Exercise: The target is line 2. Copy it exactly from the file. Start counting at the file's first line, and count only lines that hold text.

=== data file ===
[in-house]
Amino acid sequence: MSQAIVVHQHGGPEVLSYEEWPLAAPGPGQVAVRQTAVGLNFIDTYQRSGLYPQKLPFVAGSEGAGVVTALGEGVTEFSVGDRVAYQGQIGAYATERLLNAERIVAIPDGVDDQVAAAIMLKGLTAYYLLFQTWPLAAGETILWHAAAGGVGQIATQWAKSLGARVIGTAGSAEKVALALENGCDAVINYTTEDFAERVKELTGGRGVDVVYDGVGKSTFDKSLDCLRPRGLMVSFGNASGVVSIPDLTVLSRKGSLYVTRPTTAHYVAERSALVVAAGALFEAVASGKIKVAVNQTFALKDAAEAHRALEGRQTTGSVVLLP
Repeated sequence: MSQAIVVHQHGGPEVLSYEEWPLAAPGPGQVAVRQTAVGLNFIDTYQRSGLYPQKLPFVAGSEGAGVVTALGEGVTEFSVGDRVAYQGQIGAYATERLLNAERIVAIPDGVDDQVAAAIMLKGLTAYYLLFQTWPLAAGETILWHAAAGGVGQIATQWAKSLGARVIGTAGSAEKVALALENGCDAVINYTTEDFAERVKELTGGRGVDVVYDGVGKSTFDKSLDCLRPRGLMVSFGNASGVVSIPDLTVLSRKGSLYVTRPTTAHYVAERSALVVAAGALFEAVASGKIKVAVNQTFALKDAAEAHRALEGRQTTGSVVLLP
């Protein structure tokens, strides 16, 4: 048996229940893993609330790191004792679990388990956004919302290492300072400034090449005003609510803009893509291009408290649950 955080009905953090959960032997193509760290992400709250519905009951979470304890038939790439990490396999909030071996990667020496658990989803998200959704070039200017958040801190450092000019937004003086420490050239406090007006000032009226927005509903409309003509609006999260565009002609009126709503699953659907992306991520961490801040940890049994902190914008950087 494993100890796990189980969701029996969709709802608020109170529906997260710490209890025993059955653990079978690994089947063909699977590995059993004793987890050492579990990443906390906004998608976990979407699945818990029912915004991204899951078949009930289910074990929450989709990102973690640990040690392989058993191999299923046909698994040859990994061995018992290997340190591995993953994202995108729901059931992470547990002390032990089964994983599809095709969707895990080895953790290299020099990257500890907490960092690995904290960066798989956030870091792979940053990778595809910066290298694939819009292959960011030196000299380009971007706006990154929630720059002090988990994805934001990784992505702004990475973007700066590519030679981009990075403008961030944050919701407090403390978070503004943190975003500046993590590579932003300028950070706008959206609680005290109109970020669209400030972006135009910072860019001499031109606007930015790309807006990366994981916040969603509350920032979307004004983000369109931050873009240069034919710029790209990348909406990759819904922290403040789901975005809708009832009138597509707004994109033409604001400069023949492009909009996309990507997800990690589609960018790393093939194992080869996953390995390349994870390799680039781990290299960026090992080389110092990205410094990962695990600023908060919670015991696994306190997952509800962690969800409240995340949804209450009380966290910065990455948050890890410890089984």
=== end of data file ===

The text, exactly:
Amino acid sequence: MSQAIVVHQHGGPEVLSYEEWPLAAPGPGQVAVRQTAVGLNFIDTYQRSGLYPQKLPFVAGSEGAGVVTALGEGVTEFSVGDRVAYQGQIGAYATERLLNAERIVAIPDGVDDQVAAAIMLKGLTAYYLLFQTWPLAAGETILWHAAAGGVGQIATQWAKSLGARVIGTAGSAEKVALALENGCDAVINYTTEDFAERVKELTGGRGVDVVYDGVGKSTFDKSLDCLRPRGLMVSFGNASGVVSIPDLTVLSRKGSLYVTRPTTAHYVAERSALVVAAGALFEAVASGKIKVAVNQTFALKDAAEAHRALEGRQTTGSVVLLP